Proceedings of Paediatric SARS
Infection Control and Staff Protection
The virus causing SARS is identified to be Coronavirus. It is detected in respiratory tract secretion, urine and stool. It should be stressed that standard droplet and contact precautions should be strictly enforced. From the up to date information of epidemiological study, the mode of transmission is by droplets and direct contact with patient's secretions and subsequent inoculation into mucous membranes e.g. oral mucosa, conjunctiva etc.
We should practice infection control precautions in all healthcare settings. All staffs (including working in ancillary areas) working in healthcare settings should receive proper infection control training. The staffs should be informed the latest guidelines in infection control and there should be an enforcement group in hospital to reinforce the infection control policy among the front line staffs.
Negative Pressure Room
SARS patients should preferably be nursed individually in rooms with negative pressure, the contaminated air will be drawn outside to the environment and not recirculate into the ward. The air exchange in these rooms should be up to at least 12 exchanges per hour. These can markedly decrease the viral load present in the nursing environment and the chance of staff getting infected.
If the negative pressure rooms is not available. The isolation rooms should be well ventilated with adequate fresh air exchange. Consultation with and advices from aerodynamic and architectural specialists is useful.
Environmental Control and Decontamination
There should be a good environmental control. The ward environment should be divided into Dirty Zone (the viral load is high) and Clean Zone (it should be a clean area, the viral load should be zero). Inside the Dirty Zone is where the patient was nursed whereas the Clean Zone is the changing and resting area for staffs.
All clinical areas should be disinfected by hypochlorite 1000 ppm frequently e.g. ward environment, facilities and equipments (regularly and after used). These include all horizontal surfaces (e.g. over-bed table, night stand), surfaces that are frequently touched by patients and healthcare personnel (e.g., door knobs, bed rails, public phone), and lavatory facilities.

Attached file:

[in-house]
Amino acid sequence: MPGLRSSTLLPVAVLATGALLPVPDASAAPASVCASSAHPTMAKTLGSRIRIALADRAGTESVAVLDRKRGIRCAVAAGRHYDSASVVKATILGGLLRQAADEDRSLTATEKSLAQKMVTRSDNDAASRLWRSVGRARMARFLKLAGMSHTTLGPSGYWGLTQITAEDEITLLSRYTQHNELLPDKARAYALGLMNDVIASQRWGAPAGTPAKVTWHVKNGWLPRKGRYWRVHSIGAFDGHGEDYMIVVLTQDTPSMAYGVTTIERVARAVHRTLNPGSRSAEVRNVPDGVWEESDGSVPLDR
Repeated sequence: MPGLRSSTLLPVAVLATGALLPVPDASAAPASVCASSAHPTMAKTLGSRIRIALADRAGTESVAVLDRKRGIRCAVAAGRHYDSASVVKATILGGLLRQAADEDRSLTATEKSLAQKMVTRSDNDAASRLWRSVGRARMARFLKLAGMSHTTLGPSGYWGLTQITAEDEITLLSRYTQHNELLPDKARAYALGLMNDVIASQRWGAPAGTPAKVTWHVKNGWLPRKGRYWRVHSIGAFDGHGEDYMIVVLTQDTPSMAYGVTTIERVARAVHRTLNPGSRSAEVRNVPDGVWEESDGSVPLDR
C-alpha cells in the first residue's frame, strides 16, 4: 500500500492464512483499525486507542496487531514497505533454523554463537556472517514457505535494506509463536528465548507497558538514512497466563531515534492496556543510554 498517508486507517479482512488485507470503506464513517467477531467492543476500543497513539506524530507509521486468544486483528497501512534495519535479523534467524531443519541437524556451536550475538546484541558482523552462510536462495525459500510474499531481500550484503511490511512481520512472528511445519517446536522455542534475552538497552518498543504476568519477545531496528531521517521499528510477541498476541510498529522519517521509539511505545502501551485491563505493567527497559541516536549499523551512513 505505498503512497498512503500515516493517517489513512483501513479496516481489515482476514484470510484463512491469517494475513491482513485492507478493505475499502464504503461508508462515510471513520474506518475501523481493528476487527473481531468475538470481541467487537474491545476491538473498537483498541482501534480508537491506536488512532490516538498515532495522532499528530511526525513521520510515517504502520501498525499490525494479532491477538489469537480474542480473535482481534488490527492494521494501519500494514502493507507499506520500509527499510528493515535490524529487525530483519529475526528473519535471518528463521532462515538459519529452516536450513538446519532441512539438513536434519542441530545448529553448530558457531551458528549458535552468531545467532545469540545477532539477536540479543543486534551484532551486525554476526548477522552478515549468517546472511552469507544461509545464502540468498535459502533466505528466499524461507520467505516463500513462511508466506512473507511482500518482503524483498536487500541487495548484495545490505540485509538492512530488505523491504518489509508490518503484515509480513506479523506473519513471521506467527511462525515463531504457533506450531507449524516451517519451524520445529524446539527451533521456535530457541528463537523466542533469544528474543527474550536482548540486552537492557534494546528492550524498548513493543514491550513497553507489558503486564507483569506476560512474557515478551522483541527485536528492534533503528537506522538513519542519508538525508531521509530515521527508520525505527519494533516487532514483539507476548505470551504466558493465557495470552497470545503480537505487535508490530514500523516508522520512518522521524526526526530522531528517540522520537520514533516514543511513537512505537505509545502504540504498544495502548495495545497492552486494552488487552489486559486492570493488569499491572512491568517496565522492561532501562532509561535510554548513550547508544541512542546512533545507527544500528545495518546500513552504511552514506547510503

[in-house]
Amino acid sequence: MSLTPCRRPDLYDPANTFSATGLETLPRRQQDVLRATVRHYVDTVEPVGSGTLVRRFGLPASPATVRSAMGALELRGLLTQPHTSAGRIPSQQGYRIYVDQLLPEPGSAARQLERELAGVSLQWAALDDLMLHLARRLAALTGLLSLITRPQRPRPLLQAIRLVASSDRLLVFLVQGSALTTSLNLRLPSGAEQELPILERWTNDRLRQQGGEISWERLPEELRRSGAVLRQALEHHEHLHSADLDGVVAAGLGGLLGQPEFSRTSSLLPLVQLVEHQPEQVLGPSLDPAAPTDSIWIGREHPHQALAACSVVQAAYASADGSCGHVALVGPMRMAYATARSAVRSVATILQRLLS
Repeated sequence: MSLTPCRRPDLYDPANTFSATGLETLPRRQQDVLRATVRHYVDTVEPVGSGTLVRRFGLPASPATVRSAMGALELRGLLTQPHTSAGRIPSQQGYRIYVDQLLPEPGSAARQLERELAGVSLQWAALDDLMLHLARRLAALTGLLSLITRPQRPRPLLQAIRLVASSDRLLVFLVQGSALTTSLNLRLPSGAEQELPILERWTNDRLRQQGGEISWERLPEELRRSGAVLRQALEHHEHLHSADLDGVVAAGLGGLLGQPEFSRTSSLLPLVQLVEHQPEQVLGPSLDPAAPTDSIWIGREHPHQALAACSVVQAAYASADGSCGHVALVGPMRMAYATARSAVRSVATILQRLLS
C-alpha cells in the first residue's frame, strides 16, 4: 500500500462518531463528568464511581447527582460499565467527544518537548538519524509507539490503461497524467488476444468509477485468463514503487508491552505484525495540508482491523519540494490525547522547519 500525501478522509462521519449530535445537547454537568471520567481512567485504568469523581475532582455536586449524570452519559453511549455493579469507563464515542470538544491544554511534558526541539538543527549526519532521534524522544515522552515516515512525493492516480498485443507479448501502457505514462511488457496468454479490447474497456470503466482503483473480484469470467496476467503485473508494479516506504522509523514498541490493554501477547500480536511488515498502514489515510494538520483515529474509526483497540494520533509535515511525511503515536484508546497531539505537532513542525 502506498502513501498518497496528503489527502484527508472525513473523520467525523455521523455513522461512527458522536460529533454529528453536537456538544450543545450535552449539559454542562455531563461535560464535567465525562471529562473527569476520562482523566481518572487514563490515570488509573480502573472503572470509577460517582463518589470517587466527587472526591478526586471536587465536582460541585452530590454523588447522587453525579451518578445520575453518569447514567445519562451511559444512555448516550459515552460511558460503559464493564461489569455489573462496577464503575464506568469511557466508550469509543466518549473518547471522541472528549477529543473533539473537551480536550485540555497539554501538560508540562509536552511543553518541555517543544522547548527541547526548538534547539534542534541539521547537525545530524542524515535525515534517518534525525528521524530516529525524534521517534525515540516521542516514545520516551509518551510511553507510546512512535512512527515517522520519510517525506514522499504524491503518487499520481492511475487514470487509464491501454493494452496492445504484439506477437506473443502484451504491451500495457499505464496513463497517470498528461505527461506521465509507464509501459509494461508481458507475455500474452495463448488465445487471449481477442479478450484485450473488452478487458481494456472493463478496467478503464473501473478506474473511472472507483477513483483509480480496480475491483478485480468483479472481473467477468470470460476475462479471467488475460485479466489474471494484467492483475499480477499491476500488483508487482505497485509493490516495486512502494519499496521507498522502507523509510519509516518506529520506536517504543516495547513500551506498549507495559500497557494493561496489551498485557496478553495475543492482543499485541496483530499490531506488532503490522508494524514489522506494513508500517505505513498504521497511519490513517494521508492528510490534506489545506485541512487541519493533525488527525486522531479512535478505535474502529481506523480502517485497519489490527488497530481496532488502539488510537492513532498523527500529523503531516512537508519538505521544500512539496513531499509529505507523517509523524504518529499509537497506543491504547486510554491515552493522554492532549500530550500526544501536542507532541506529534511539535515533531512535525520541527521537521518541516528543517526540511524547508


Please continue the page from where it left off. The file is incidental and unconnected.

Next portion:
Avoiding sharing of equipment/devices (stethoscope, scissors, bedpan, etc.) between patients, if sharing cannot be avoided. These should be disinfected in between patient use. Disinfectants should be widely available at appropriate concentrations.
There should be proper procedures in waste disposal, handling of dirt linen and soiled gowns. Staffs performing cleansing and laundry should wear appropriate Personal Protective Equipment and these should readily available for them.
Procedures When Entering and Leaving a SARS Ward (Dirty Zone)
Particulate Respirator Mask
A particulate respirator is designed to provide respiratory protection for the wearer. It provides an effective barrier to prevent healthcare workers from inhaling airborne pathogens such as Mycobacterium tuberculosis. The level of protection is determined by the efficiency of the filter material and how well the face piece fits or seals to the health care worker's face. N95/N100 means filter efficiency level of 95%/99.75% against particulate aerosols free of oil respectively. N95/N100 masks (non-valve or valved) comes in different models e.g. SH 2950, 8210, 1860, 9210, 9211 and 8233 etc. A Half face respirator with P-100 filter can be used when staff fails the fit test in all the available models of N-95 respirators supplied by the hospital.
All respirators that rely on a mask-to-face seal need to be annually checked with either qualitative or quantitative methods to determine whether the mask provides an acceptable fit to a wearer.